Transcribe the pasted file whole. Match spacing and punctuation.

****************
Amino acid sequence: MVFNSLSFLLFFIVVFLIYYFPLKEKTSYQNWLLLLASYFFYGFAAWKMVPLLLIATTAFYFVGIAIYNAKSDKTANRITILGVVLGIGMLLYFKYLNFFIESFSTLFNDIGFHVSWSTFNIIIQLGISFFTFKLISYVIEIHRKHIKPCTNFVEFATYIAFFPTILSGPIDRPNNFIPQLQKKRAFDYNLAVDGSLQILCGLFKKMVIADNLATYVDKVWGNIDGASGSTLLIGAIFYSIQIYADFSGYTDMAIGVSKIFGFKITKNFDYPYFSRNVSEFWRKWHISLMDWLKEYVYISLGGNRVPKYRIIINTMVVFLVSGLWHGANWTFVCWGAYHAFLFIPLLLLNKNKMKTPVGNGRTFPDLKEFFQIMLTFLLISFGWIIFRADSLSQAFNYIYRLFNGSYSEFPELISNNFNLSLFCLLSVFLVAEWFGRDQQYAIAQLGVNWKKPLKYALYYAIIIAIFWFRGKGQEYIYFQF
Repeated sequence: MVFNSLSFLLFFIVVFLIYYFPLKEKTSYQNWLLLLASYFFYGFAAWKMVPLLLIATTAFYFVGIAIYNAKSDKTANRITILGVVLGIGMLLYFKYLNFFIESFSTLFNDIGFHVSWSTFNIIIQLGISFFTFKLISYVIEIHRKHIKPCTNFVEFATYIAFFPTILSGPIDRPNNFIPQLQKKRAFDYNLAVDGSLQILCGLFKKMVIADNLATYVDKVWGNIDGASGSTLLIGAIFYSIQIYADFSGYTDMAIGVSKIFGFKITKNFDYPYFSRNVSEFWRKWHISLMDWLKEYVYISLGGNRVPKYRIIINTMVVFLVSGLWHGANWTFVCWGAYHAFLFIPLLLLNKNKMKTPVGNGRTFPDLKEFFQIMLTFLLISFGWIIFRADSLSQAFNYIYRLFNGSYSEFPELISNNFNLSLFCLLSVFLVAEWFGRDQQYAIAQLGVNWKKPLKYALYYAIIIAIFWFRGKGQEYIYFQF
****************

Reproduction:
Amino acid sequence: MVFNSLSFLLFFIVVFLIYYFPLKEKTSYQNWLLLLASYFFYGFAAWKMVPLLLIATTAFYFVGIAIYNAKSDKTANRITILGVVLGIGMLLYFKYLNFFIESFSTLFNDIGFHVSWSTFNIIIQLGISFFTFKLISYVIEIHRKHIKPCTNFVEFATYIAFFPTILSGPIDRPNNFIPQLQKKRAFDYNLAVDGSLQILCGLFKKMVIADNLATYVDKVWGNIDGASGSTLLIGAIFYSIQIYADFSGYTDMAIGVSKIFGFKITKNFDYPYFSRNVSEFWRKWHISLMDWLKEYVYISLGGNRVPKYRIIINTMVVFLVSGLWHGANWTFVCWGAYHAFLFIPLLLLNKNKMKTPVGNGRTFPDLKEFFQIMLTFLLISFGWIIFRADSLSQAFNYIYRLFNGSYSEFPELISNNFNLSLFCLLSVFLVAEWFGRDQQYAIAQLGVNWKKPLKYALYYAIIIAIFWFRGKGQEYIYFQF
Repeated sequence: MVFNSLSFLLFFIVVFLIYYFPLKEKTSYQNWLLLLASYFFYGFAAWKMVPLLLIATTAFYFVGIAIYNAKSDKTANRITILGVVLGIGMLLYFKYLNFFIESFSTLFNDIGFHVSWSTFNIIIQLGISFFTFKLISYVIEIHRKHIKPCTNFVEFATYIAFFPTILSGPIDRPNNFIPQLQKKRAFDYNLAVDGSLQILCGLFKKMVIADNLATYVDKVWGNIDGASGSTLLIGAIFYSIQIYADFSGYTDMAIGVSKIFGFKITKNFDYPYFSRNVSEFWRKWHISLMDWLKEYVYISLGGNRVPKYRIIINTMVVFLVSGLWHGANWTFVCWGAYHAFLFIPLLLLNKNKMKTPVGNGRTFPDLKEFFQIMLTFLLISFGWIIFRADSLSQAFNYIYRLFNGSYSEFPELISNNFNLSLFCLLSVFLVAEWFGRDQQYAIAQLGVNWKKPLKYALYYAIIIAIFWFRGKGQEYIYFQF